Industry supply chains were cut. The FBI warned the American Trucking Association to watch for suspicious hauls to cropdusters. One hijacking suspect had obtained a Michigan license to truck dynamite, gases and toxic and radioactive waste, and as many as 18 others believed to have had some involvement in the terrorist attacks were found to hold false licenses for hazardous material and commercial trucking.

Yet in televised reports, cropdusters in California’s Sacramento Valley and other regions shrugged off the economic effects, saying that September is the industry’s slowest time. Many operators agreed, though the 500-member California Agricultural Aviation Association repeated that the Golden State’s $29 billion crop industry was at grave risk.

Michael Osterholm directs infectious disease research at the University of Minnesota. “Even if one of these [supposedly planned terrorist] events [using an agplane] is just halfway successful,” Osterholm told TV networks, “it’s going to be catastrophic beyond anything we’ve ever seen.” Osterholm offered as backup Living Terrors, a book he co-authored with John Schwartz. In the fictional book, a cropduster sprays anthrax over a football stadium, infecting 30,000 people within 10 days.

Repro-Med Systems of Chester, N.Y., saw the agplane scare as a backdrop for sales. As cropdusters returned to the air September 25, company president Andrew Sealfon vividly described a possible airborne release of organophosphate nerve gas, which causes a death much like drowning. “One lesson should be that we must have Repro-Med’s Res-Q-Vac Airway Suction System at all levels of government, and throughout our medical infrastructure,” he concluded. Sealfon, a flight instructor, figured the Ayres Bull Thrush cropduster could dispense 510 gal of nerve agent at 110 mph.

NAAA’s Pat Kornegay countered, “Agricultural aircraft have never, since the inception of their use as an indispensable tool of production agriculture in the 1920s, been a threat to the security of the U.S. or its citizens.” He called the worry “far flung theoretical assumptions,” and said of the aerial application industry, “we are again victims of media misinformation.”

Still, public sentiment turned against operators, whether from sensational reporting or accurate reporting of sensational remarks. Willie Lee, who manages the South Florida Crop Care firm visited by the terrorists, operates an Air Tractor 502, which holds 500 gal of agent and 200 gal of fuel. “That’s a bomb itself right there,” Lester helpfully offered, among more colorful remarks to the media, including the New York Post. “A bomb itself right there! Ready to explode,” he reiterated.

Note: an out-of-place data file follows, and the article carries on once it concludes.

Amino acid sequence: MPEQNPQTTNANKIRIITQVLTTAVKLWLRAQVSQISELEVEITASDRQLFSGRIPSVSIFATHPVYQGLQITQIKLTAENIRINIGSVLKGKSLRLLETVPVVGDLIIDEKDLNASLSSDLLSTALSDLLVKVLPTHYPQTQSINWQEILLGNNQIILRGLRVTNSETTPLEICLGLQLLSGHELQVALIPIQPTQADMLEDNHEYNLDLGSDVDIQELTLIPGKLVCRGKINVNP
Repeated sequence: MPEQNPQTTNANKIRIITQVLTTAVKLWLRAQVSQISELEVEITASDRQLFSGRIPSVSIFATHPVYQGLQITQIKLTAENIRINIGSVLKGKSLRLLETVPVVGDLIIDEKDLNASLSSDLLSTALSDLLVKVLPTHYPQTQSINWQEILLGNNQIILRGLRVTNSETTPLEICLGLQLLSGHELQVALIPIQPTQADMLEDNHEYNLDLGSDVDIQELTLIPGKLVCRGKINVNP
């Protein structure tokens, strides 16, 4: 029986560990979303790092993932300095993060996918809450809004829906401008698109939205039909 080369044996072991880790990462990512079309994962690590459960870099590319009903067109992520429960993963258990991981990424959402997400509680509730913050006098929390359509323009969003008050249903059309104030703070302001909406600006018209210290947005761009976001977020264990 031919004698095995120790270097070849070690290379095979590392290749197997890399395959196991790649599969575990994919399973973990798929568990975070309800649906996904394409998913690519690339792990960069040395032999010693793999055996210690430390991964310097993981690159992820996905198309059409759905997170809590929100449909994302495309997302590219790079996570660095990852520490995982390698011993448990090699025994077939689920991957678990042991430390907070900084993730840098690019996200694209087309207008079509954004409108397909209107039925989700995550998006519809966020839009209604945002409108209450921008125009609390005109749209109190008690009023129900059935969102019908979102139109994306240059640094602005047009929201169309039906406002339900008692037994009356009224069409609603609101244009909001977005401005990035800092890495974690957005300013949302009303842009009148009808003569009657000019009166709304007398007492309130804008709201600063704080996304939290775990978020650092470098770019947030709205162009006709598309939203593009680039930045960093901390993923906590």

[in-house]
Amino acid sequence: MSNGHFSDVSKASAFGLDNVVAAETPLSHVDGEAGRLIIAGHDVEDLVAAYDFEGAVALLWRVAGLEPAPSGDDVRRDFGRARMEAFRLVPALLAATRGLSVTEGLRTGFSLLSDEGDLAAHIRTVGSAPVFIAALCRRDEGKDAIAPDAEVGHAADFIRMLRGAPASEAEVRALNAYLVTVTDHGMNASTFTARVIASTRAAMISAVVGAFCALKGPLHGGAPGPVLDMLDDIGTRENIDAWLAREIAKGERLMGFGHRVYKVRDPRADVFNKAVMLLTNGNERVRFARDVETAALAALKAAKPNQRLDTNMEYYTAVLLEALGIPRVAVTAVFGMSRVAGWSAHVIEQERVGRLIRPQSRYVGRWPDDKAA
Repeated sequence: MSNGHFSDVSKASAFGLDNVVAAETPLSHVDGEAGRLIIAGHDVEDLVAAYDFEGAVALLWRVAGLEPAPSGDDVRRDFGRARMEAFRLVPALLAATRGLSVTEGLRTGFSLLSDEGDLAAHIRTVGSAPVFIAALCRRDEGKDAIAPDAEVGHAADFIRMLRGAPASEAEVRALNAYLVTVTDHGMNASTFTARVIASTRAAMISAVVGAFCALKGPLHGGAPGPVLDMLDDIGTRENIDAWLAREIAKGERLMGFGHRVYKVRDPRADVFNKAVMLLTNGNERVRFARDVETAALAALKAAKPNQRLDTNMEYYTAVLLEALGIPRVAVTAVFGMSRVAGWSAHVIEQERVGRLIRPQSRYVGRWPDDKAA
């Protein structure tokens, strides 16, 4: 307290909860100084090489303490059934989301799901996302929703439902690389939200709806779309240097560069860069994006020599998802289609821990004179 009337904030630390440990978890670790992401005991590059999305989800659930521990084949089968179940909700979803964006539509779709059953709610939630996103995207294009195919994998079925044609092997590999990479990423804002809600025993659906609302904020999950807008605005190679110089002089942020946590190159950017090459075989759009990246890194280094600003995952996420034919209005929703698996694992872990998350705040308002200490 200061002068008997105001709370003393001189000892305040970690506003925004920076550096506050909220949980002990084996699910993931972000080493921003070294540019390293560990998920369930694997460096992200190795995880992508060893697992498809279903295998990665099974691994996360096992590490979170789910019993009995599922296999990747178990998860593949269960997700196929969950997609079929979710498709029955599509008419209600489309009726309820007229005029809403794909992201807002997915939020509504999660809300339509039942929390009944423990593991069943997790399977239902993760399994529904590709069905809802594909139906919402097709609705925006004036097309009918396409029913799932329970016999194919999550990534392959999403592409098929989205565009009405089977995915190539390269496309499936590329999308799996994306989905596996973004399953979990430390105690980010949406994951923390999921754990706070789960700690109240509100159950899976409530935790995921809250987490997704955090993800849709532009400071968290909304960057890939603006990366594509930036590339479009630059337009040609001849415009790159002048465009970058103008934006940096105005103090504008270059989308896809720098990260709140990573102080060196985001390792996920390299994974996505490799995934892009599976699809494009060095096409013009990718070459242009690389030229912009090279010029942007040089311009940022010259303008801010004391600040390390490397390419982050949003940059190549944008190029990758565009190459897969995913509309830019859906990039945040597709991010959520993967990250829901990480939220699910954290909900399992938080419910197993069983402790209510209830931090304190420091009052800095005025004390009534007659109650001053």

Technically Difficult
Producing chemicals in volumes and concentration to be lethal by air would be technically difficult and expensive. The cult group Aum Shinrikyo, which killed 12 people in a 1995 attack in the Tokyo subway, reportedly spent $10 million to produce small amounts of sarin, and experts said that an airborne sarin attack would require multiple passes and more than one ton of agent.

“There are a lot of variables to get right, such as particle size, meteorological conditions and spray pressure, as well as the right dosage to kill or incapacitate people,” said Leslie-Anne Levy of the Washington think tank Henry L. Stimson Center. “It’s not as simple as brewing something in your bathroom and spraying and killing thousands.”

In fact, NAAA has conducted research since 1997 to limit misdirected chemicals via its spray drift task force. Test pilots varied such factors as the width of spray boom or application “swath,” application and nozzle height, application airspeed, droplet size, wind speed and direction relative to the application line.

Field and wind-tunnel tests considered wind shear as it differs by fixed-wing aircraft and rotorcraft shape in concert with the other variables. The typical test model consists of a 1,200-ft-wide field, medium droplet size, a 60-foot-wide swath, nozzles eight feet above ground level and a 10-mph crosswind.

Ray Newcomb, president of JBI Helicopter Services of Pembroke, N.H., said that 90 percent of spray nozzles have since been replaced by a raindrop nozzle, which delivers a precise stream in a 70-ft swath.

One Osama bin Laden follower was arrested in 1999 crossing the Canadian border with explosives, allegedly plotting to attack Los Angeles International Airport. In Afghanistan he had reportedly practiced the dispensing of cyanide gas for possible use in airborne attack. Callan of NAAA responded to questions of anthrax or mustard gas released over congested areas: “Our view is that it would be difficult. Certainly, we can’t spray any gas.”

Fleetwide, Part 137 fixed-wing aircraft range from about a 75-gal capacity to as large as 800 gal held in a composite hopper capable of liquid, seed, granular or mixed-flow delivery, depending on the filter and nozzle system. Most are single-seat and at full load have a range topping out at 200 mi. The great majority are tail-draggers, which require above-average deftness on the flight controls on takeoff and landing. The center of gravity can shift continuously during release, making the types difficult to master.

An average liquid application is about two gallons per acre, but in an emergency a dump handle can disperse the entire load within seconds. Terrorists might choose the emergency release.

In recent weeks, anthrax poisoning attempts have been made by U.S. mail. Some of these attacks included a fine grind of “military grade” anthrax, which could be toxic if released by cropdusters, though experts deemed it unlikely that the substance was available in sufficient volume.

At press time the NAAA still planned to hold its 35th Annual Convention & Exposition from December 3 to 6 at the Tropicana Hotel in Las Vegas.